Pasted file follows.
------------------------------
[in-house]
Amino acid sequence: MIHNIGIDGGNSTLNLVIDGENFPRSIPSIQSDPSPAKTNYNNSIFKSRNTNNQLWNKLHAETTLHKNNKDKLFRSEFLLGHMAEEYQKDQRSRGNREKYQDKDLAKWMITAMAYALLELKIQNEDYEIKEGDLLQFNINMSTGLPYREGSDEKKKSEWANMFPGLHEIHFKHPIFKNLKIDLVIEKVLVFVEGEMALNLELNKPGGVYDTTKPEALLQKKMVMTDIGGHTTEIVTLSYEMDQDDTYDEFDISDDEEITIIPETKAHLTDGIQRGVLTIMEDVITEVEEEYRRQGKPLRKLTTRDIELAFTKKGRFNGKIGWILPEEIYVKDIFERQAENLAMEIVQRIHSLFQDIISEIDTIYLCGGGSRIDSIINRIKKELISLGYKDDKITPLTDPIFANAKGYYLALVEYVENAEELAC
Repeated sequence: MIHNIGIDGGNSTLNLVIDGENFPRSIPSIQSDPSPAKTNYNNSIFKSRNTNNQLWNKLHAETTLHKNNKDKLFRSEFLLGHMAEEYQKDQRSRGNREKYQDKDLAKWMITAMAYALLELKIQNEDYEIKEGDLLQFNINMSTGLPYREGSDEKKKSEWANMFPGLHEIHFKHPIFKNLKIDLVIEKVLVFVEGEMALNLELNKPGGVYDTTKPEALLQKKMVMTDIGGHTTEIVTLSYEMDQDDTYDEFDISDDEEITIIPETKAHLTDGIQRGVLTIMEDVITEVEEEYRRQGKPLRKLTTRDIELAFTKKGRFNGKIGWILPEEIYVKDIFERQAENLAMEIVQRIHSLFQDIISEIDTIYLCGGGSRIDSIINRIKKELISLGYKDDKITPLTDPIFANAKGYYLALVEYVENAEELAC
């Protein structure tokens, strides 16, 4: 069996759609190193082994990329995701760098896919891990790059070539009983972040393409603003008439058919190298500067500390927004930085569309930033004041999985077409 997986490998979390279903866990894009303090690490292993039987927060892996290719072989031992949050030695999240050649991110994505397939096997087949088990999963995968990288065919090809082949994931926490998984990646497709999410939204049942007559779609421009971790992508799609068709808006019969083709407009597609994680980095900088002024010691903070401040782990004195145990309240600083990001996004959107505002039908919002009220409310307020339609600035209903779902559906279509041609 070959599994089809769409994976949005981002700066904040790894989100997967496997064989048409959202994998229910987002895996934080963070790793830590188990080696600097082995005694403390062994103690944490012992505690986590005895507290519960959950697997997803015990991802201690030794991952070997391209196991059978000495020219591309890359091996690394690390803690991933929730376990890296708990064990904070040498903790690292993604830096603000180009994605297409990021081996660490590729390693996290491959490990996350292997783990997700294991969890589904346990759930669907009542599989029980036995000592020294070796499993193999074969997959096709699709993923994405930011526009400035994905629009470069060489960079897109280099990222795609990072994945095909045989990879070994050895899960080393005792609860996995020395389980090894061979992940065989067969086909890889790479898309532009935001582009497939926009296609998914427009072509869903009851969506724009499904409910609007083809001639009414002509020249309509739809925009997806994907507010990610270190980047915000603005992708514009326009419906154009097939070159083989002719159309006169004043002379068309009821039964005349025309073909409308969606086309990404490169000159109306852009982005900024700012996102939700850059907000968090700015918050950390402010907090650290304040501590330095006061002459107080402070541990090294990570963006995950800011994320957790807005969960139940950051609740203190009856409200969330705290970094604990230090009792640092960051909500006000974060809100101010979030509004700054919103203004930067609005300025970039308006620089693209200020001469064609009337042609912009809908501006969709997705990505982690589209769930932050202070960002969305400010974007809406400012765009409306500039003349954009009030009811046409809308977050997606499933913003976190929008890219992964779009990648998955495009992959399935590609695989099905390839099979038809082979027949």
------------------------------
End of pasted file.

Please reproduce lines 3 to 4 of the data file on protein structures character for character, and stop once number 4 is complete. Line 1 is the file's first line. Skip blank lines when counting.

Repeated sequence: MIHNIGIDGGNSTLNLVIDGENFPRSIPSIQSDPSPAKTNYNNSIFKSRNTNNQLWNKLHAETTLHKNNKDKLFRSEFLLGHMAEEYQKDQRSRGNREKYQDKDLAKWMITAMAYALLELKIQNEDYEIKEGDLLQFNINMSTGLPYREGSDEKKKSEWANMFPGLHEIHFKHPIFKNLKIDLVIEKVLVFVEGEMALNLELNKPGGVYDTTKPEALLQKKMVMTDIGGHTTEIVTLSYEMDQDDTYDEFDISDDEEITIIPETKAHLTDGIQRGVLTIMEDVITEVEEEYRRQGKPLRKLTTRDIELAFTKKGRFNGKIGWILPEEIYVKDIFERQAENLAMEIVQRIHSLFQDIISEIDTIYLCGGGSRIDSIINRIKKELISLGYKDDKITPLTDPIFANAKGYYLALVEYVENAEELAC
């Protein structure tokens, strides 16, 4: 069996759609190193082994990329995701760098896919891990790059070539009983972040393409603003008439058919190298500067500390927004930085569309930033004041999985077409 997986490998979390279903866990894009303090690490292993039987927060892996290719072989031992949050030695999240050649991110994505397939096997087949088990999963995968990288065919090809082949994931926490998984990646497709999410939204049942007559779609421009971790992508799609068709808006019969083709407009597609994680980095900088002024010691903070401040782990004195145990309240600083990001996004959107505002039908919002009220409310307020339609600035209903779902559906279509041609 070959599994089809769409994976949005981002700066904040790894989100997967496997064989048409959202994998229910987002895996934080963070790793830590188990080696600097082995005694403390062994103690944490012992505690986590005895507290519960959950697997997803015990991802201690030794991952070997391209196991059978000495020219591309890359091996690394690390803690991933929730376990890296708990064990904070040498903790690292993604830096603000180009994605297409990021081996660490590729390693996290491959490990996350292997783990997700294991969890589904346990759930669907009542599989029980036995000592020294070796499993193999074969997959096709699709993923994405930011526009400035994905629009470069060489960079897109280099990222795609990072994945095909045989990879070994050895899960080393005792609860996995020395389980090894061979992940065989067969086909890889790479898309532009935001582009497939926009296609998914427009072509869903009851969506724009499904409910609007083809001639009414002509020249309509739809925009997806994907507010990610270190980047915000603005992708514009326009419906154009097939070159083989002719159309006169004043002379068309009821039964005349025309073909409308969606086309990404490169000159109306852009982005900024700012996102939700850059907000968090700015918050950390402010907090650290304040501590330095006061002459107080402070541990090294990570963006995950800011994320957790807005969960139940950051609740203190009856409200969330705290970094604990230090009792640092960051909500006000974060809100101010979030509004700054919103203004930067609005300025970039308006620089693209200020001469064609009337042609912009809908501006969709997705990505982690589209769930932050202070960002969305400010974007809406400012765009409306500039003349954009009030009811046409809308977050997606499933913003976190929008890219992964779009990648998955495009992959399935590609695989099905390839099979038809082979027949």